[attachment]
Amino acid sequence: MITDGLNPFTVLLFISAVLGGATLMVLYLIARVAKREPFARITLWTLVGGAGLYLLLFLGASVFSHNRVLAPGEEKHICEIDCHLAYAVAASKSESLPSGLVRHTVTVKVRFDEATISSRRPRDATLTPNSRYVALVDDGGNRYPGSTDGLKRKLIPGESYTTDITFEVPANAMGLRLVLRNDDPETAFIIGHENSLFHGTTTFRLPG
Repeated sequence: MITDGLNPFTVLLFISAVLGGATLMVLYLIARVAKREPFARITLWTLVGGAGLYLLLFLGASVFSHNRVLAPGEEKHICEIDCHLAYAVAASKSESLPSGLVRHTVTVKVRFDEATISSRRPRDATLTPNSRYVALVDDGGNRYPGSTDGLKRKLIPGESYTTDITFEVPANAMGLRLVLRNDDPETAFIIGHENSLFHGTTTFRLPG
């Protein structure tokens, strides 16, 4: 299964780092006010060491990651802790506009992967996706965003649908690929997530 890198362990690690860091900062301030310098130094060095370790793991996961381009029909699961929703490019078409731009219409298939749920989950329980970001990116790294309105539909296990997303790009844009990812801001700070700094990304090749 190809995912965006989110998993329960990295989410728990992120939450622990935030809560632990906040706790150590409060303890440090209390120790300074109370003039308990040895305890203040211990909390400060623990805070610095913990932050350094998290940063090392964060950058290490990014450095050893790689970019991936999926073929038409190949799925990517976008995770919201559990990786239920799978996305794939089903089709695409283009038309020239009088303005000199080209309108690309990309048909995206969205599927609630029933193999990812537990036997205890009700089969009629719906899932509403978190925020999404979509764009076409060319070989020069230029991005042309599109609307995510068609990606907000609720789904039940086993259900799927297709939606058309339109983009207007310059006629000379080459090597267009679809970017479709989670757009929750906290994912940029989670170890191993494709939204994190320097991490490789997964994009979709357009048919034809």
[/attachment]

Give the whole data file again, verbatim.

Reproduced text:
Amino acid sequence: MITDGLNPFTVLLFISAVLGGATLMVLYLIARVAKREPFARITLWTLVGGAGLYLLLFLGASVFSHNRVLAPGEEKHICEIDCHLAYAVAASKSESLPSGLVRHTVTVKVRFDEATISSRRPRDATLTPNSRYVALVDDGGNRYPGSTDGLKRKLIPGESYTTDITFEVPANAMGLRLVLRNDDPETAFIIGHENSLFHGTTTFRLPG
Repeated sequence: MITDGLNPFTVLLFISAVLGGATLMVLYLIARVAKREPFARITLWTLVGGAGLYLLLFLGASVFSHNRVLAPGEEKHICEIDCHLAYAVAASKSESLPSGLVRHTVTVKVRFDEATISSRRPRDATLTPNSRYVALVDDGGNRYPGSTDGLKRKLIPGESYTTDITFEVPANAMGLRLVLRNDDPETAFIIGHENSLFHGTTTFRLPG
């Protein structure tokens, strides 16, 4: 299964780092006010060491990651802790506009992967996706965003649908690929997530 890198362990690690860091900062301030310098130094060095370790793991996961381009029909699961929703490019078409731009219409298939749920989950329980970001990116790294309105539909296990997303790009844009990812801001700070700094990304090749 190809995912965006989110998993329960990295989410728990992120939450622990935030809560632990906040706790150590409060303890440090209390120790300074109370003039308990040895305890203040211990909390400060623990805070610095913990932050350094998290940063090392964060950058290490990014450095050893790689970019991936999926073929038409190949799925990517976008995770919201559990990786239920799978996305794939089903089709695409283009038309020239009088303005000199080209309108690309990309048909995206969205599927609630029933193999990812537990036997205890009700089969009629719906899932509403978190925020999404979509764009076409060319070989020069230029991005042309599109609307995510068609990606907000609720789904039940086993259900799927297709939606058309339109983009207007310059006629000379080459090597267009679809970017479709989670757009929750906290994912940029989670170890191993494709939204994190320097991490490789997964994009979709357009048919034809």